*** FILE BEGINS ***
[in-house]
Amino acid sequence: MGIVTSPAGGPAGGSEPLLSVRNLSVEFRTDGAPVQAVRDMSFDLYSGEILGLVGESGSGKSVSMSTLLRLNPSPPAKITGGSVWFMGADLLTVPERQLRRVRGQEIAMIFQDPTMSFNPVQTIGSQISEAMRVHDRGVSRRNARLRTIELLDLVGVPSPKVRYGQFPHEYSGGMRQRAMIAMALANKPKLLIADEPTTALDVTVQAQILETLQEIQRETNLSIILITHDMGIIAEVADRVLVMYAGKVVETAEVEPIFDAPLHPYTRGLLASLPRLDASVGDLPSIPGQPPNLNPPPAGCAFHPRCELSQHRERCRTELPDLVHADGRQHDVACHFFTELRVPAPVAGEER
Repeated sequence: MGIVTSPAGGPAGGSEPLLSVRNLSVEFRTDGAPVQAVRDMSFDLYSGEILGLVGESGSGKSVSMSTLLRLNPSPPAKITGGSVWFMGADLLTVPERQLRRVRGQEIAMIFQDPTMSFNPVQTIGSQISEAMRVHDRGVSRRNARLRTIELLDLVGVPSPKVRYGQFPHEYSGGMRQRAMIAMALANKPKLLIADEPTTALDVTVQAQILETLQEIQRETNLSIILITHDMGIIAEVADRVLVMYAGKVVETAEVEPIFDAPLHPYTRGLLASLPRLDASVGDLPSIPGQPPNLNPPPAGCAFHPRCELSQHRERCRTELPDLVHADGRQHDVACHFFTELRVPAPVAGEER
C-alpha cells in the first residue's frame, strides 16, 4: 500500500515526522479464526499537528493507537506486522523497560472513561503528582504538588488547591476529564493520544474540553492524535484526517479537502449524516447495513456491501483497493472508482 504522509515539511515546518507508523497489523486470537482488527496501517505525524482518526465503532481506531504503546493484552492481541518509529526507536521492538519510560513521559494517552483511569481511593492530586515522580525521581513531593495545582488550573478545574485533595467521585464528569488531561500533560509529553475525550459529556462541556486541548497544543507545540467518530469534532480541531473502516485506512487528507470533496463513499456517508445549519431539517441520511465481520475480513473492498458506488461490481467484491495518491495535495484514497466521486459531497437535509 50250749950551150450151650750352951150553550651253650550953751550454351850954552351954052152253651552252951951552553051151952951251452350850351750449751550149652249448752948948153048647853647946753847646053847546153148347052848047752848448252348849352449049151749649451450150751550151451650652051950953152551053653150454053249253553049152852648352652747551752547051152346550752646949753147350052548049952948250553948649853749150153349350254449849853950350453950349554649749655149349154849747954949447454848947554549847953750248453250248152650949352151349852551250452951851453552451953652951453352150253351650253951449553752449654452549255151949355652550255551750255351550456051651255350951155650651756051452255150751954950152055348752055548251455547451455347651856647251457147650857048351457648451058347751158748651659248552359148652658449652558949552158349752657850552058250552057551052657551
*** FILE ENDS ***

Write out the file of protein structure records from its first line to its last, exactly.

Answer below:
[in-house]
Amino acid sequence: MGIVTSPAGGPAGGSEPLLSVRNLSVEFRTDGAPVQAVRDMSFDLYSGEILGLVGESGSGKSVSMSTLLRLNPSPPAKITGGSVWFMGADLLTVPERQLRRVRGQEIAMIFQDPTMSFNPVQTIGSQISEAMRVHDRGVSRRNARLRTIELLDLVGVPSPKVRYGQFPHEYSGGMRQRAMIAMALANKPKLLIADEPTTALDVTVQAQILETLQEIQRETNLSIILITHDMGIIAEVADRVLVMYAGKVVETAEVEPIFDAPLHPYTRGLLASLPRLDASVGDLPSIPGQPPNLNPPPAGCAFHPRCELSQHRERCRTELPDLVHADGRQHDVACHFFTELRVPAPVAGEER
Repeated sequence: MGIVTSPAGGPAGGSEPLLSVRNLSVEFRTDGAPVQAVRDMSFDLYSGEILGLVGESGSGKSVSMSTLLRLNPSPPAKITGGSVWFMGADLLTVPERQLRRVRGQEIAMIFQDPTMSFNPVQTIGSQISEAMRVHDRGVSRRNARLRTIELLDLVGVPSPKVRYGQFPHEYSGGMRQRAMIAMALANKPKLLIADEPTTALDVTVQAQILETLQEIQRETNLSIILITHDMGIIAEVADRVLVMYAGKVVETAEVEPIFDAPLHPYTRGLLASLPRLDASVGDLPSIPGQPPNLNPPPAGCAFHPRCELSQHRERCRTELPDLVHADGRQHDVACHFFTELRVPAPVAGEER
C-alpha cells in the first residue's frame, strides 16, 4: 500500500515526522479464526499537528493507537506486522523497560472513561503528582504538588488547591476529564493520544474540553492524535484526517479537502449524516447495513456491501483497493472508482 504522509515539511515546518507508523497489523486470537482488527496501517505525524482518526465503532481506531504503546493484552492481541518509529526507536521492538519510560513521559494517552483511569481511593492530586515522580525521581513531593495545582488550573478545574485533595467521585464528569488531561500533560509529553475525550459529556462541556486541548497544543507545540467518530469534532480541531473502516485506512487528507470533496463513499456517508445549519431539517441520511465481520475480513473492498458506488461490481467484491495518491495535495484514497466521486459531497437535509 50250749950551150450151650750352951150553550651253650550953751550454351850954552351954052152253651552252951951552553051151952951251452350850351750449751550149652249448752948948153048647853647946753847646053847546153148347052848047752848448252348849352449049151749649451450150751550151451650652051950953152551053653150454053249253553049152852648352652747551752547051152346550752646949753147350052548049952948250553948649853749150153349350254449849853950350453950349554649749655149349154849747954949447454848947554549847953750248453250248152650949352151349852551250452951851453552451953652951453352150253351650253951449553752449654452549255151949355652550255551750255351550456051651255350951155650651756051452255150751954950152055348752055548251455547451455347651856647251457147650857048351457648451058347751158748651659248552359148652658449652558949552158349752657850552058250552057551052657551